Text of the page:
Real estate markets across Miami-Dade County steady
Brexit and the US elections were among factors that made 2016 a stable and steady – but not record-breaking – year in real estate markets across Miami-Dade County, observers say.
“It was a relatively slow year,” with some companies waiting until year’s end to make major decisions, said Marc Miller, research manager for JLL.
For example, Wells Fargo & Co. in mid-December signed a lease for an additional 54,000 square feet in the Wells Fargo Center at 333 SE Second Ave. The banking giant will consolidate its operations there by November and will become the largest tenant in the building.
“Brexit created uncertainty and caused some tenants to take a wait-and-see approach, as did the election,” Mr. Miller said. “We saw the same thing happen four years ago.”
He said he didn’t notice any major shifts in demand throughout the county’s larger submarkets, though Airport West may have seen a slowdown because of lack of available product. It’s still a highly sought-after area, he said.
“Demand was steady, if muted. At the tail end of 2014 and 2015, the market was really hot. 2016 was a fall back to earth,” he said. “Vacancies went up, but we’re seeing rent growth across the board. Going into 2107, landlords are still very confident.”
Presumably because of Brexit and the election, the Federal Reserve Bank delayed several interest rate hikes. “We escaped another year without a correction” in the real estate market, said John Bell, managing director of capital markets for Transwestern. “We’re in the seventh year of a five-year cycle – in extra innings, so to speak.”
Valuations were constant throughout 2016, though pricing leveled off somewhat, he said. In Miami-Dade, demand remained high and new capital found its way into the real estate market via changes to the Foreign Investment in Real Property Tax Act that made foreign investing easier, he said.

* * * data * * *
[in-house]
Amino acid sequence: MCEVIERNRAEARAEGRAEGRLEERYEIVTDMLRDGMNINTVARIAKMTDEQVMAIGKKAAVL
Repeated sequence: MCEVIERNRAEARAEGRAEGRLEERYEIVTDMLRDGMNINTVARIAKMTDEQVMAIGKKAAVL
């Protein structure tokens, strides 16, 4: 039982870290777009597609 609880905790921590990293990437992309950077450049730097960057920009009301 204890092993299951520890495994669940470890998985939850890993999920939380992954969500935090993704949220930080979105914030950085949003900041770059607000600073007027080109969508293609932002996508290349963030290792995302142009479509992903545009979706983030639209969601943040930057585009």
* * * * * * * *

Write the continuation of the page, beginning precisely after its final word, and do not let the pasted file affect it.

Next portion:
That bodes well for Miami, Mr. Bell said. “The importance of Brexit can’t be overstated,” he said. “A lot of companies are pulling out of the UK and looking at places like Miami, which are seen as being less risky. You’ve got a lot of international demand and an affluent community.”
“There have been shifts in financing, values and general economics on the commercial side” of the local real estate industry, said Rick Morgan, a shareholder at the Miami office of Buchanan Ingersoll & Rooney.
“In Miami-Dade County, there has been a modest slowdown,” he said via email. “On the residential side, market participants claim there is not enough inventory, and that is driving up values and perhaps forming a bubble. On the other hand, there are concerns that there are now fewer cash borrowers, and that raises concerns in the credit markets.”